We Can Thank Bacteria For The Smell of Rain

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Yesterday my oldest daughter asked why it smelled so wonderful after it rained.  I had to admit that I wasn’t sure, but that we’d find out.  A quick internet search revealed that there are actually many “rain smells” and they do not all have the same cause.  A bit more cyber-reserach seemed to point to bacteria as the source of the smell my daughter enjoyed so much.

We’re big fans of bacteria around our house– anyone who likes bread, beer, and cheese relies pretty heavily on the stuff– but I was surprised to credit bacteria with our favorite rain smell.  According to the folks at howstuffworks.com, the particular rain smell that we associate with rain (and with being in the woods) is the smell of a bacteria called Actinomycetes releasing it’s spores into the moist air.  Check out this link for more information on Actinomycetes and rain smells in general. It’s fascinating stuff.

So it turns out that we have one more thing to add to the list of the many wonderful things that bacteria do for us human beings.

 

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Marcella Hazan’s Love of Loquats

Marcella Hazan died this past Sunday at age 89.  I mourn her passing along with millions of people around the globe who read her cookbooks or were lucky enough to take a class at her cooking school in Venice, Italy.  Mrs. Hazan was known for her passion for Italian cooking and for precise, yet simple recipes that helped countless Americans learn to cook authentic Northern Italian food.

As a relative newbie in the world of food journalism, I probably have no place writing about this icon, and others are far better suited to singing her praised.

But I had a single, brief, but very important encounter with Ms. Hazan that I cherish.

This past May, I wrote an article about loquats for Zester Daily.  I love loquats and am always trying to convince people how delicious they are, often with little success.  The loquat piece got a surprising amount of comments, and among them – several steps down – was a magnificently cranky response that chided one of the other commenters for calling loquats “insipid.”  Then after declaring loquats “paradisiacal,” the writer spun on me for complaining that I didn’t know what to do with my backyard fresh fruit.

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“What we would have given in northern Italy to have found ripened loquats at the market,” she admonished.  “Why should anyone expect any experience more enjoyable than just eating them, peeled of course in most cases, figs, peaches, and pears, and loquats included.”

The author of this opinionated rebuke signed herself Marcella Hazan.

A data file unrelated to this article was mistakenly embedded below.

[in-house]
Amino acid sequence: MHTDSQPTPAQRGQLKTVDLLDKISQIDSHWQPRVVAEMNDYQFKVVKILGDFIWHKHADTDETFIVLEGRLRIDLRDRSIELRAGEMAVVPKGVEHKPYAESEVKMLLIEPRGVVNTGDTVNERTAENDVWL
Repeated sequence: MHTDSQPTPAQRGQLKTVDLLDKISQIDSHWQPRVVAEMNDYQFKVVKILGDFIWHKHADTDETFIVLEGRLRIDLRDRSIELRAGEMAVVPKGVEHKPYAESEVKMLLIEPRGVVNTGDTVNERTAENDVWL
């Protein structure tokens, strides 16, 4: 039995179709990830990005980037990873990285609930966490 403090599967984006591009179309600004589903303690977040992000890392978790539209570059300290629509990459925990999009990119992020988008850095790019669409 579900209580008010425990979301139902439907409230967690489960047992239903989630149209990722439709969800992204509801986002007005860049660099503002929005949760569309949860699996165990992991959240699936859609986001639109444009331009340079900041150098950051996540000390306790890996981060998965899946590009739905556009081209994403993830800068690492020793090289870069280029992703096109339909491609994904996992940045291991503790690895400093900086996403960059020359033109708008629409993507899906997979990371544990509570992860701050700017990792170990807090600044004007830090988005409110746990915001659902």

That Marcella Hazan.

Well, that put me in my place.  There’s no doubt that her response to my article was cranky.  But I love cranky.  To me, an occasional burst of crankiness is nothing more than a sign of passion.  There are times when things MUST be done a certain way—the right way.  Whether I agree or disagree, I respect a person who takes a stand.  Marcella Hazan knew how things should be done and she was happy to tell us all in no uncertain terms.

What I also loved about her response was that it was a comment on another comment!  Marcella Hazan, award-winning, internationally acclaimed food writer, was still in the trenches — reading not only articles but blogs and their comments, and calling out those who were clearly wrong – an 89-year-old street-fighter of food journalism who had no qualms about starting a flame war when it was called for.

I was delighted.  And I still am.  To discover that Marcella Hazan had read my article was very special.  To have her berate me for my opinions was even better – particularly since Ms. Hazan’s opinions came from hard-won experience.  And though our interaction was brief, I mourn the fact that it will be no more.

And it reminds me that this matters.  Food writing has become a conversation, thanks to the internet and publications like Zester Daily.   It’s an international conversation that stretches across the world and across cultures.  It’s a conversation that includes everyone from newbie food writers like myself to iconic figures like Marcella, who literally changed the way America eats.  I have loved food and food writing all my life, and I am delighted to have the opportunity to participate in this greater world.  Marcella welcomed me as an equal.  An equal who was wrong.  But an equal.

 

 

 

 

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